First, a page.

3 States of Equilibrium
We derive all the transformations based on the observation of a given quantity of an ideal gas, which is enclosed in a (variable) volume Vj. If such transformations exist, which are applicable to all systems, then they have to be applicable to an enclosed mole of an ideal gas too !
If such a gas is thermally isolated (i.e., it neither absorbs nor radiates energy to its environment), then for statistical reasons it will very quickly reach an equilibrium state. It is essential that this statement is also true from the perspective of a fast-moving observer:
( P m constant m and m v2 mconstant ) ==> P' j= fP (jv2j) · P mmconstant
The relative velocity is indeed constant as assumed in the STR, and therefore P’ jhas to be constant too. If, for example, pressure, volume and temperature are constant in the rest frame, then the same will hold for P' j, V' jand T' j. Furthermore, this is true regardless of the exact formulation of the corresponding transformations !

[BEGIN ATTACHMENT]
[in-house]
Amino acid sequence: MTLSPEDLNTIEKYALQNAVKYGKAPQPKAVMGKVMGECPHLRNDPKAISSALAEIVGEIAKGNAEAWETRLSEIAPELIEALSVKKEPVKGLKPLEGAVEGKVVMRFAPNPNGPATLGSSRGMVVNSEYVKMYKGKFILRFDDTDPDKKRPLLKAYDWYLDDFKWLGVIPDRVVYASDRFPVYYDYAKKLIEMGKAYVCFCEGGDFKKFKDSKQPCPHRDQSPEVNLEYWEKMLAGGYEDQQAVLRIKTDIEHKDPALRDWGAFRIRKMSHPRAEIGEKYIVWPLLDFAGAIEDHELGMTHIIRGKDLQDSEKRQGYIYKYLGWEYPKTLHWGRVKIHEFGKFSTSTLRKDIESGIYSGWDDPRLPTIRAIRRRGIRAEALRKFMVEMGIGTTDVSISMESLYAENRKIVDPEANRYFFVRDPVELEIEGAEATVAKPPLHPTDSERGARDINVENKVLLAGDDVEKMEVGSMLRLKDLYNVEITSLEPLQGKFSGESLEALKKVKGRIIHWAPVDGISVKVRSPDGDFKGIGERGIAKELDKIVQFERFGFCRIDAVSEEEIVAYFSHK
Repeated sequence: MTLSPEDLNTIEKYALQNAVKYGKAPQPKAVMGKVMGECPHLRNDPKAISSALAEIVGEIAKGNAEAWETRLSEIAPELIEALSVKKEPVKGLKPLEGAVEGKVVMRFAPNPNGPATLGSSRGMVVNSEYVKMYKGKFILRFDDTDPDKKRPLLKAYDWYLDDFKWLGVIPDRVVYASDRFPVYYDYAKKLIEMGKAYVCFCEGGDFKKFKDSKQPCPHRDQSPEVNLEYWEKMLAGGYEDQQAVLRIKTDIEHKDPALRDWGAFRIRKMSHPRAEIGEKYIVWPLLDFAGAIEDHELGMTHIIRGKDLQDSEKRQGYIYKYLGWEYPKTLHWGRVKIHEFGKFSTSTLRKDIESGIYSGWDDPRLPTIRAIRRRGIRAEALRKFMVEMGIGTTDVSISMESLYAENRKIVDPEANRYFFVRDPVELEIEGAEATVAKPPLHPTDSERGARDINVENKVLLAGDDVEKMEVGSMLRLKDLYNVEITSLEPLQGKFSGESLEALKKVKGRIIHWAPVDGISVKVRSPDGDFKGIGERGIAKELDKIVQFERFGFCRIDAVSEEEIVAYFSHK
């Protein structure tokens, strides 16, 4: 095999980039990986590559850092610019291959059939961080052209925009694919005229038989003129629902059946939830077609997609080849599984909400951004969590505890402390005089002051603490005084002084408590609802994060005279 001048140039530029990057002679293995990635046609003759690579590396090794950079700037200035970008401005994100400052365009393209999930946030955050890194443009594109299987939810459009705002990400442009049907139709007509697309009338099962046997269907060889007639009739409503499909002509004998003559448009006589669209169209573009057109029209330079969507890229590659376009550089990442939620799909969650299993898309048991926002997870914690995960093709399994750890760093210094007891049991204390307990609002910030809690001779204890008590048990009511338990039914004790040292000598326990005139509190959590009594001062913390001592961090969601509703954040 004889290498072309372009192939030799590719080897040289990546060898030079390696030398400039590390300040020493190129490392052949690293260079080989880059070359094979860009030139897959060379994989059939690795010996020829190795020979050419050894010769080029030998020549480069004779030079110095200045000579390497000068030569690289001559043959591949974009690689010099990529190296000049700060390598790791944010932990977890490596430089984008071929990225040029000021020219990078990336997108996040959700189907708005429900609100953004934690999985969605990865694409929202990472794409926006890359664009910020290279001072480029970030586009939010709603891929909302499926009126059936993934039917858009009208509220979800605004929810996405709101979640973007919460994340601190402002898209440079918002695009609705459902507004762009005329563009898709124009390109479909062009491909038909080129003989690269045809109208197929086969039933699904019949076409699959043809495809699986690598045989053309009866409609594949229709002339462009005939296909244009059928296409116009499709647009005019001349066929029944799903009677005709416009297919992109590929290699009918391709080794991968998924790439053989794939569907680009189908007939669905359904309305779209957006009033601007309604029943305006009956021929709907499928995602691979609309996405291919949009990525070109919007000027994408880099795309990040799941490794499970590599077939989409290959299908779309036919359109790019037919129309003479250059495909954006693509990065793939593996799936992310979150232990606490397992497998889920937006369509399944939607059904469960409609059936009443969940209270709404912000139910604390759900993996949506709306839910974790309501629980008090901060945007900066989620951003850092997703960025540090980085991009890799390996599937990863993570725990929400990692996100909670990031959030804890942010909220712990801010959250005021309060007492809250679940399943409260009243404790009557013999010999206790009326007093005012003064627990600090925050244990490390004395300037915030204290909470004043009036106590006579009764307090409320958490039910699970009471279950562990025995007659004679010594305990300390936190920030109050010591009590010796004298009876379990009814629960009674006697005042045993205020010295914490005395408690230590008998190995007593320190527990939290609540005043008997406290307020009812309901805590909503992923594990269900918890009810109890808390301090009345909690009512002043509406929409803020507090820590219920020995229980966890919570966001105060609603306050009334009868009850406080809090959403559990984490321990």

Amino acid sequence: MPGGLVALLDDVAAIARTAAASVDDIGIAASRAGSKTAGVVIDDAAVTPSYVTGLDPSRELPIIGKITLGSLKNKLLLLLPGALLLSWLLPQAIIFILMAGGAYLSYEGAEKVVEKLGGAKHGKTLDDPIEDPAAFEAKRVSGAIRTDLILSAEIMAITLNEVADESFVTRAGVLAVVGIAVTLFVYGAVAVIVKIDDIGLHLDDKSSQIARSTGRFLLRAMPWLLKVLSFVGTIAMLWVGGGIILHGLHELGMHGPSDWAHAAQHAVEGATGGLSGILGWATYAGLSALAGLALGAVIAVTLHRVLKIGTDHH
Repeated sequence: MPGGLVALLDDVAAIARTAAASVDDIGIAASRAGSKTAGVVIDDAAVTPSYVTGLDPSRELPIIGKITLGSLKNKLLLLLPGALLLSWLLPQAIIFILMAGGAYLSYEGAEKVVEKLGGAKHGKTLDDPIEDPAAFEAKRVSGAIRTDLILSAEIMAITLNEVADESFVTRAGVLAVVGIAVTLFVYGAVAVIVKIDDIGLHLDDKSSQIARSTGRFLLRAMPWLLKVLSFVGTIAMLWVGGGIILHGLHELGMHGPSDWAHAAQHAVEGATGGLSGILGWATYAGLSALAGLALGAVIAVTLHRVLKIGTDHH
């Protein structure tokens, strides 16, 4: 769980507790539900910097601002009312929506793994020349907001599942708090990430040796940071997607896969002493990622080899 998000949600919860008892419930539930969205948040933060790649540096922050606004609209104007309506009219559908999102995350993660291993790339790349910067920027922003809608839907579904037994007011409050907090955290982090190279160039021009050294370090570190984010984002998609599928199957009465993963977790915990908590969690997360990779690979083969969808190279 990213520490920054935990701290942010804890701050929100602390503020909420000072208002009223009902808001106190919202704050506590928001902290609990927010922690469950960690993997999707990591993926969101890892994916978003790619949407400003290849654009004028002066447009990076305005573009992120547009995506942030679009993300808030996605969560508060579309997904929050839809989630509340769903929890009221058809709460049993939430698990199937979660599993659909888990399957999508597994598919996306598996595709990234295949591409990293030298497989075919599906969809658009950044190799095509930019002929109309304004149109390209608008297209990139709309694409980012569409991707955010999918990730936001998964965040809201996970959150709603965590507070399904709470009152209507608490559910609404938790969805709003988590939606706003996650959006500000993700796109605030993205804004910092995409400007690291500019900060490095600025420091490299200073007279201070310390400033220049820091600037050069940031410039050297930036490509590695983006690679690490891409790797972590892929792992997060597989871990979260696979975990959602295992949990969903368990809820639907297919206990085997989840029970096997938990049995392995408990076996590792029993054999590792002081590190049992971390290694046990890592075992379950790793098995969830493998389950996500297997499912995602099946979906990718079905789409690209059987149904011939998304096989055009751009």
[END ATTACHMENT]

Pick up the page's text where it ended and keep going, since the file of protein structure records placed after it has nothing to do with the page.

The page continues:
But if P'j, V' jund T' jare likewise constant, this means nothing other than that the gas is also in a state of equilibrium for the fast-moving observer. The presence of a state of equilibrium is not 'relative'. It is a fact, given for all frames of inertia - or for none.